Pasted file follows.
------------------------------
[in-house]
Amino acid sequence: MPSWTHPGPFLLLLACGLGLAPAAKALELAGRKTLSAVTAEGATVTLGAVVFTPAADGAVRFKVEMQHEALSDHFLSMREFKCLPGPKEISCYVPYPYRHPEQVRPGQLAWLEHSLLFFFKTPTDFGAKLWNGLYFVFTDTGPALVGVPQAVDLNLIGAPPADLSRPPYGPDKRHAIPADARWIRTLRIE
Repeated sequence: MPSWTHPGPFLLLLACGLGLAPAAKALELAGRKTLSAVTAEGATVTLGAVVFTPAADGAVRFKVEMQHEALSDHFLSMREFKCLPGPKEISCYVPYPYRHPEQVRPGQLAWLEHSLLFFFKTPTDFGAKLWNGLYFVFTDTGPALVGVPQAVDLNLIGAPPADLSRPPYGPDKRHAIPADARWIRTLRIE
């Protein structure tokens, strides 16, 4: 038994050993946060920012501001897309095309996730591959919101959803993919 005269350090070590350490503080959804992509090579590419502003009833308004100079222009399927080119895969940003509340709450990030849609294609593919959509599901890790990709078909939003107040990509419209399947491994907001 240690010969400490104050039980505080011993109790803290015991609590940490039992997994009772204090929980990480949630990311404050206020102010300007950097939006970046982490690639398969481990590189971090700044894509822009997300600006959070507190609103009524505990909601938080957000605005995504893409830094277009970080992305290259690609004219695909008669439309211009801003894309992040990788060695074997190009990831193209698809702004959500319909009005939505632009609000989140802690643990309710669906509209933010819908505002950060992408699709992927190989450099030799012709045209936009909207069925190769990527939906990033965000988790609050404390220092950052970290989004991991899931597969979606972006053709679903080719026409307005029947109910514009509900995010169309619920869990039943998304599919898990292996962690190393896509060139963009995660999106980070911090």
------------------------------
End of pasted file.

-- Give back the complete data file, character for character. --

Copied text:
[in-house]
Amino acid sequence: MPSWTHPGPFLLLLACGLGLAPAAKALELAGRKTLSAVTAEGATVTLGAVVFTPAADGAVRFKVEMQHEALSDHFLSMREFKCLPGPKEISCYVPYPYRHPEQVRPGQLAWLEHSLLFFFKTPTDFGAKLWNGLYFVFTDTGPALVGVPQAVDLNLIGAPPADLSRPPYGPDKRHAIPADARWIRTLRIE
Repeated sequence: MPSWTHPGPFLLLLACGLGLAPAAKALELAGRKTLSAVTAEGATVTLGAVVFTPAADGAVRFKVEMQHEALSDHFLSMREFKCLPGPKEISCYVPYPYRHPEQVRPGQLAWLEHSLLFFFKTPTDFGAKLWNGLYFVFTDTGPALVGVPQAVDLNLIGAPPADLSRPPYGPDKRHAIPADARWIRTLRIE
């Protein structure tokens, strides 16, 4: 038994050993946060920012501001897309095309996730591959919101959803993919 005269350090070590350490503080959804992509090579590419502003009833308004100079222009399927080119895969940003509340709450990030849609294609593919959509599901890790990709078909939003107040990509419209399947491994907001 240690010969400490104050039980505080011993109790803290015991609590940490039992997994009772204090929980990480949630990311404050206020102010300007950097939006970046982490690639398969481990590189971090700044894509822009997300600006959070507190609103009524505990909601938080957000605005995504893409830094277009970080992305290259690609004219695909008669439309211009801003894309992040990788060695074997190009990831193209698809702004959500319909009005939505632009609000989140802690643990309710669906509209933010819908505002950060992408699709992927190989450099030799012709045209936009909207069925190769990527939906990033965000988790609050404390220092950052970290989004991991899931597969979606972006053709679903080719026409307005029947109910514009509900995010169309619920869990039943998304599919898990292996962690190393896509060139963009995660999106980070911090």